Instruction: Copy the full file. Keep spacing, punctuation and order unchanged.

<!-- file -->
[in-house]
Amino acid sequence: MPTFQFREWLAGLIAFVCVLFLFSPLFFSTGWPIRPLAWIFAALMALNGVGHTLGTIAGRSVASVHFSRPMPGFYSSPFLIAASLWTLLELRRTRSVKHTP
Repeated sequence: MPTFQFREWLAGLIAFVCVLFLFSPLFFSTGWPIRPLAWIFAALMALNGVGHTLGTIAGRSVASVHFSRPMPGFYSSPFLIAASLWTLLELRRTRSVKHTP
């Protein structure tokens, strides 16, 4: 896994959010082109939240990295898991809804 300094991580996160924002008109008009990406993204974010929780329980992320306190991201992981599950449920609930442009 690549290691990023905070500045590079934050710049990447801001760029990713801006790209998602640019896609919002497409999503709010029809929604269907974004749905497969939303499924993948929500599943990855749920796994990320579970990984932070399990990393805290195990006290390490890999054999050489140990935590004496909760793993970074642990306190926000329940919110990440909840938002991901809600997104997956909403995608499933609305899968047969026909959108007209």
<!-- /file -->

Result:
[in-house]
Amino acid sequence: MPTFQFREWLAGLIAFVCVLFLFSPLFFSTGWPIRPLAWIFAALMALNGVGHTLGTIAGRSVASVHFSRPMPGFYSSPFLIAASLWTLLELRRTRSVKHTP
Repeated sequence: MPTFQFREWLAGLIAFVCVLFLFSPLFFSTGWPIRPLAWIFAALMALNGVGHTLGTIAGRSVASVHFSRPMPGFYSSPFLIAASLWTLLELRRTRSVKHTP
């Protein structure tokens, strides 16, 4: 896994959010082109939240990295898991809804 300094991580996160924002008109008009990406993204974010929780329980992320306190991201992981599950449920609930442009 690549290691990023905070500045590079934050710049990447801001760029990713801006790209998602640019896609919002497409999503709010029809929604269907974004749905497969939303499924993948929500599943990855749920796994990320579970990984932070399990990393805290195990006290390490890999054999050489140990935590004496909760793993970074642990306190926000329940919110990440909840938002991901809600997104997956909403995608499933609305899968047969026909959108007209």